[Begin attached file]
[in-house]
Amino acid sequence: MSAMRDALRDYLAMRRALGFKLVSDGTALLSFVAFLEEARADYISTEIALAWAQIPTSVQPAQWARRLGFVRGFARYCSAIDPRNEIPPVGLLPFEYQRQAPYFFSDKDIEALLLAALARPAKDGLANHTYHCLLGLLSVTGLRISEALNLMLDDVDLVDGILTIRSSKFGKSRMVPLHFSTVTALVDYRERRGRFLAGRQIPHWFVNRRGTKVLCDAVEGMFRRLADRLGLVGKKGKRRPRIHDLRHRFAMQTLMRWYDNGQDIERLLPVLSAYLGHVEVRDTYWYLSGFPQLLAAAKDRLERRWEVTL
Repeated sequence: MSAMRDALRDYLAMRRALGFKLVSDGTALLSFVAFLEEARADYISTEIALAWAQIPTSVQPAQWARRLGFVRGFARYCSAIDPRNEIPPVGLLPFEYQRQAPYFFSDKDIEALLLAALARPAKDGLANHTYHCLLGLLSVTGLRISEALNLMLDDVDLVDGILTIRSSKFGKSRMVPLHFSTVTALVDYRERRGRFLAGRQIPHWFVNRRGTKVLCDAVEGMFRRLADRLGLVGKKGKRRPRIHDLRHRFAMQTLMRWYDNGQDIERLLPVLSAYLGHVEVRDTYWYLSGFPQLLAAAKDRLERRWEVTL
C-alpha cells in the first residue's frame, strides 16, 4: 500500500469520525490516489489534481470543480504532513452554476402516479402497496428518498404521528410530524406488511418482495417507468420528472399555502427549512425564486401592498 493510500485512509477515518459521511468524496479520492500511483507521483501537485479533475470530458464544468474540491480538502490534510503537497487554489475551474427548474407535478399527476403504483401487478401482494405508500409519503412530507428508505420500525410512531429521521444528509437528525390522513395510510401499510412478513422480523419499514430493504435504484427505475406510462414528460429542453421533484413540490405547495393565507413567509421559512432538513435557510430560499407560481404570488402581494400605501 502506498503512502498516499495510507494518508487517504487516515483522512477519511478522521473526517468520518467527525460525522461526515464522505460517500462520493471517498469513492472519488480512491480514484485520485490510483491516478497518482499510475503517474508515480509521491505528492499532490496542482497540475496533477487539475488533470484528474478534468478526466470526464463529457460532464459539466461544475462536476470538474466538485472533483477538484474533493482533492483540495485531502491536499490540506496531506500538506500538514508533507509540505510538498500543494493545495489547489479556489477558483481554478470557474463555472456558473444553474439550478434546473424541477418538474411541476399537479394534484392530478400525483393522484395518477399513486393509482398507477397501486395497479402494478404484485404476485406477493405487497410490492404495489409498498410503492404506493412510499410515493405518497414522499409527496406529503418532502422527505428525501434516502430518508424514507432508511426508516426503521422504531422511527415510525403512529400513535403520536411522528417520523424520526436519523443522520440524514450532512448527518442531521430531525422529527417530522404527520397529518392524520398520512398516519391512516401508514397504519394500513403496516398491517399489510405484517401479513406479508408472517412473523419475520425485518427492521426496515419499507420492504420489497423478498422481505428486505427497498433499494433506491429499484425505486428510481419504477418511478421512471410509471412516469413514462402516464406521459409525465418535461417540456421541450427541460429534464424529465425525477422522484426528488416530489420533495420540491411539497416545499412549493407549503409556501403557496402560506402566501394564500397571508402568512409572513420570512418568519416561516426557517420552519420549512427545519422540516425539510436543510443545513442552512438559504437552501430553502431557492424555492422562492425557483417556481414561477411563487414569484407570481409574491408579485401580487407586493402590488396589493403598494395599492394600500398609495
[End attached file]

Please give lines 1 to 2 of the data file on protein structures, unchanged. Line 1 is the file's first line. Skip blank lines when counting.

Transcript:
[in-house]
Amino acid sequence: MSAMRDALRDYLAMRRALGFKLVSDGTALLSFVAFLEEARADYISTEIALAWAQIPTSVQPAQWARRLGFVRGFARYCSAIDPRNEIPPVGLLPFEYQRQAPYFFSDKDIEALLLAALARPAKDGLANHTYHCLLGLLSVTGLRISEALNLMLDDVDLVDGILTIRSSKFGKSRMVPLHFSTVTALVDYRERRGRFLAGRQIPHWFVNRRGTKVLCDAVEGMFRRLADRLGLVGKKGKRRPRIHDLRHRFAMQTLMRWYDNGQDIERLLPVLSAYLGHVEVRDTYWYLSGFPQLLAAAKDRLERRWEVTL